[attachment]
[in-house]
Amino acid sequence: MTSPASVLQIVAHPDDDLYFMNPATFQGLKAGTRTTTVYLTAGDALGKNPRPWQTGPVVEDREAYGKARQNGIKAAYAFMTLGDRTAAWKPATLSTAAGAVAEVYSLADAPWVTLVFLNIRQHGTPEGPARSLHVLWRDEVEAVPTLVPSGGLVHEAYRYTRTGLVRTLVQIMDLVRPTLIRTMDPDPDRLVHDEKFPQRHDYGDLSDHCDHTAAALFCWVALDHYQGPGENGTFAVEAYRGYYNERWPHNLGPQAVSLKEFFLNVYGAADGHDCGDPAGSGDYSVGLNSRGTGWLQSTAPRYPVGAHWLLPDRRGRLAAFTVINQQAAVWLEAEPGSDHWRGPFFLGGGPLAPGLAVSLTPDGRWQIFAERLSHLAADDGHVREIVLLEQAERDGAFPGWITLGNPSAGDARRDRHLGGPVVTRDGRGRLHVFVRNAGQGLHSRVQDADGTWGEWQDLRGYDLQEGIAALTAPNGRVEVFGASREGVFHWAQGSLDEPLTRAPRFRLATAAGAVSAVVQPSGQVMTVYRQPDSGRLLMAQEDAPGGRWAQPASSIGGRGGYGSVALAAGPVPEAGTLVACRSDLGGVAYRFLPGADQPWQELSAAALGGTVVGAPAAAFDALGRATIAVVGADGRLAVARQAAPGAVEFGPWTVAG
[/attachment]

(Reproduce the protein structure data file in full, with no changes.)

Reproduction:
[in-house]
Amino acid sequence: MTSPASVLQIVAHPDDDLYFMNPATFQGLKAGTRTTTVYLTAGDALGKNPRPWQTGPVVEDREAYGKARQNGIKAAYAFMTLGDRTAAWKPATLSTAAGAVAEVYSLADAPWVTLVFLNIRQHGTPEGPARSLHVLWRDEVEAVPTLVPSGGLVHEAYRYTRTGLVRTLVQIMDLVRPTLIRTMDPDPDRLVHDEKFPQRHDYGDLSDHCDHTAAALFCWVALDHYQGPGENGTFAVEAYRGYYNERWPHNLGPQAVSLKEFFLNVYGAADGHDCGDPAGSGDYSVGLNSRGTGWLQSTAPRYPVGAHWLLPDRRGRLAAFTVINQQAAVWLEAEPGSDHWRGPFFLGGGPLAPGLAVSLTPDGRWQIFAERLSHLAADDGHVREIVLLEQAERDGAFPGWITLGNPSAGDARRDRHLGGPVVTRDGRGRLHVFVRNAGQGLHSRVQDADGTWGEWQDLRGYDLQEGIAALTAPNGRVEVFGASREGVFHWAQGSLDEPLTRAPRFRLATAAGAVSAVVQPSGQVMTVYRQPDSGRLLMAQEDAPGGRWAQPASSIGGRGGYGSVALAAGPVPEAGTLVACRSDLGGVAYRFLPGADQPWQELSAAALGGTVVGAPAAAFDALGRATIAVVGADGRLAVARQAAPGAVEFGPWTVAG